ESSA

ESSA

Prospect Theory: Lotteries that Save Money


Clement Wong

By

May 27th, 2012


An outline and analysis of PLS: Prize-Linked Savings, and the behavioural economics of lotteries in general.


Every now and then, the media makes a big deal out of winning the lottery. When the prize pool billows into something incredible, attention is turned to who the next multi-millionaire will be. Do these stories make you dream of living a life in the lap of luxury?Many see lotteries as a chance to score their big break, and as a result invest regularly in tickets. Seeking to lean on our appetite for what some bluntly call a ‘tax on stupidity’, Prize-Linked Savings is a program that attempts to do economic good rather than harm.

Prize-Linked Savings (PLS) is an atypical service some overseas banks and credit unions offer. Interest generated in lottery-linked deposit accounts (LLDAs) are, as the name suggests, partially collated to fund lottery prize pools. The appeal comes from providing a more exciting incentive to save – a chance to win huge sums of cash. Attaching fervor to saving should in turn, increase the household saving rate and promote financial prudence, particularly in low-income families. The program isn’t without its drawbacks however. With a lottery based system, random and inequitable distribution of interest generated on savings is a given. Additionally, the opportunity cost here will be significant – with payoffs of the lottery racking up well into the thousands, participants are foregoing higher regular interest payments. As a collective, these people would be better off with a traditional banking account. What is it about lotteries that make the PLS program so eagerly received in some parts of Africa, Asia, Europe, and America?

First, a short primer on an important behavioural economics framework. Tversky and Kahneman’s seminal paper on prospect theory[1] in particular, will later highlight the possible forces at play. Their work indicated that utility functions of individuals exhibited a few interesting characteristics. Firstly, static levels of wealth were not as important as the changes in wealth; that net outcomes and movements from an individual’s reference point were the determinants of utility. Loss aversion suggested that negative net outcomes were much more impactful in loss of utility when compared against the magnitude of utility in net gains. In both directions, utility would incur diminishing marginal returns, suggesting insensitivity as the net change increases in a given direction. These are shown in the diagram adjacent. One other important observation beyond the scope of the diagram was that individuals placed unfairly heavy weights upon improbable outcomes. People were poor assessors of the true odds of an event occurring as it became more and more unlikely.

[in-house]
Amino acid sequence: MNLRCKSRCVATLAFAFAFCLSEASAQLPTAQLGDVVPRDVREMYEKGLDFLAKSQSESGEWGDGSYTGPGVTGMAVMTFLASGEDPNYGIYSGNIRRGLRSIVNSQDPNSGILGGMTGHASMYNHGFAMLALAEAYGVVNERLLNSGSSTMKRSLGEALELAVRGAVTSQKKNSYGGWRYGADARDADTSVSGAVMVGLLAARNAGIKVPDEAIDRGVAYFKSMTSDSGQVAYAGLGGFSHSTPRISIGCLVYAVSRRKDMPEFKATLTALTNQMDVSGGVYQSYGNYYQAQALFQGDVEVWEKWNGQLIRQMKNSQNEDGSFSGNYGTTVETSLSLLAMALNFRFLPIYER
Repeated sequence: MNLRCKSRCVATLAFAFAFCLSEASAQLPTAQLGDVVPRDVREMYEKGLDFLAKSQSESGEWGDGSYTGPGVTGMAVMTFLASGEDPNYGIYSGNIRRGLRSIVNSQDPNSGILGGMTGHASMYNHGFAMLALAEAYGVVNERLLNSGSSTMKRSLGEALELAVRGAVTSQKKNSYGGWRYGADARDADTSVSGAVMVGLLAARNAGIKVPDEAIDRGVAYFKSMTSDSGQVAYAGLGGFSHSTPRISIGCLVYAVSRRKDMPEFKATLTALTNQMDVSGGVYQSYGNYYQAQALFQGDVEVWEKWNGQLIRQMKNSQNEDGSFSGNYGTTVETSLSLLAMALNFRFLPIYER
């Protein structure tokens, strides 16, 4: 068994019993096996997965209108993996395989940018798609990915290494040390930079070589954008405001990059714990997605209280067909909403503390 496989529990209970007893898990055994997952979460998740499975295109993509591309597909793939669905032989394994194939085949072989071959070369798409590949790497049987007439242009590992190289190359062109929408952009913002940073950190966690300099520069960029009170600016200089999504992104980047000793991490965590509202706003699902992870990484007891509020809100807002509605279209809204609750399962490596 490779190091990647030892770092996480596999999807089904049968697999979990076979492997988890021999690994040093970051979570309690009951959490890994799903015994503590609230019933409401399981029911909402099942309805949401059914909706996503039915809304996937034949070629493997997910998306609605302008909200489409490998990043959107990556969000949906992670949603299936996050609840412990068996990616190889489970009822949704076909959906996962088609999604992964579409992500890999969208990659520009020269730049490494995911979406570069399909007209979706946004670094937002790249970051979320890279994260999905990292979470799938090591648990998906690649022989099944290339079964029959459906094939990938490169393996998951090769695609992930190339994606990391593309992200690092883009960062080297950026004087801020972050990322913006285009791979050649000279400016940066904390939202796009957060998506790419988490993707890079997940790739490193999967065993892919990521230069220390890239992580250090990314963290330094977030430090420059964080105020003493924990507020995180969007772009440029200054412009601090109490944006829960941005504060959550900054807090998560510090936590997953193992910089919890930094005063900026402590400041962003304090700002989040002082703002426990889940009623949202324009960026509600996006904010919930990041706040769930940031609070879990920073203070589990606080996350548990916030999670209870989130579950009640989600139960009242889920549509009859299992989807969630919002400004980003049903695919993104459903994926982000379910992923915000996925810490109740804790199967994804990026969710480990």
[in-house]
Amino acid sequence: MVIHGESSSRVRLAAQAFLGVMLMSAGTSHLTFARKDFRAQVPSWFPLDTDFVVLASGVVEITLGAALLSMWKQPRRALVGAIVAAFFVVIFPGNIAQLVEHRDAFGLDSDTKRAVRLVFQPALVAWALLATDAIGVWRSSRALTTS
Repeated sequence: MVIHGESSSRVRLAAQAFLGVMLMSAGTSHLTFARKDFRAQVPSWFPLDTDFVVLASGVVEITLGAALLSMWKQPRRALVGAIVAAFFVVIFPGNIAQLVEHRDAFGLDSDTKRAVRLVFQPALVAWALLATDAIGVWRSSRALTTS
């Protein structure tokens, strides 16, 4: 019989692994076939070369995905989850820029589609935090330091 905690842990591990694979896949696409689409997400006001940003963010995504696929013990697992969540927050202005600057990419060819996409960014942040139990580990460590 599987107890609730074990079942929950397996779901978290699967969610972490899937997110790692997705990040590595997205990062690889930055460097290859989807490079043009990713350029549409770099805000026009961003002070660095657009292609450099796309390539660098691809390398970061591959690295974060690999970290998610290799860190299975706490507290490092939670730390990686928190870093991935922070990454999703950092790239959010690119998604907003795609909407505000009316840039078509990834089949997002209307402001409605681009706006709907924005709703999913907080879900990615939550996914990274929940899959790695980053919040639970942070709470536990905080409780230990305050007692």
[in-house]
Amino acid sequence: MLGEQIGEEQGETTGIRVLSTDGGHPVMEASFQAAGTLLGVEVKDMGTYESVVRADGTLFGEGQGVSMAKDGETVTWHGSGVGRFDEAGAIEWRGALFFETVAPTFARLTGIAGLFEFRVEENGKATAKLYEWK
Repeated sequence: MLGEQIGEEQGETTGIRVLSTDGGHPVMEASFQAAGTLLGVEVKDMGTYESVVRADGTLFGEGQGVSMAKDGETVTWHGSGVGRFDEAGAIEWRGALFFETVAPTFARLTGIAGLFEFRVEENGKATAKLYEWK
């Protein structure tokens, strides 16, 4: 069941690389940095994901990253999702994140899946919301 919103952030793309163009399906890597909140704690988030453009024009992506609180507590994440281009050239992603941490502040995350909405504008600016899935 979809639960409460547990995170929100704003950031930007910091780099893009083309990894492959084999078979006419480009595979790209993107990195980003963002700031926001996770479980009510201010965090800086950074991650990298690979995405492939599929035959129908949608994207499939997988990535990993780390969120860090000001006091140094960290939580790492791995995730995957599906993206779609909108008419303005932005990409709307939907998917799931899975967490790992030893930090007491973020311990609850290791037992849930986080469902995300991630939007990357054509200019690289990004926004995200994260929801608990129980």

Extending prospect theory to PLS now surfaces the reasons behind its success. While typical lotteries involve outlays to purchase tickets – an incurrence of loss (point A in the diagram above)[2], participation in PLS lotteries are perceived differently. As the funding comes from foregoing some interest earned in their LLDAs, participation in the lottery is seen as a reduction in net gains (point C as compared against point B). A reduced gain is still viewed favourably, as the net outcome is ultimately positive. Additionally, the inability to accurately judge probabilities in winning lotteries will suggest that individuals will be overly optimistic, overestimating their chances of striking it rich. Unaware of their misconceptions, people will regard PLS as more than it really is.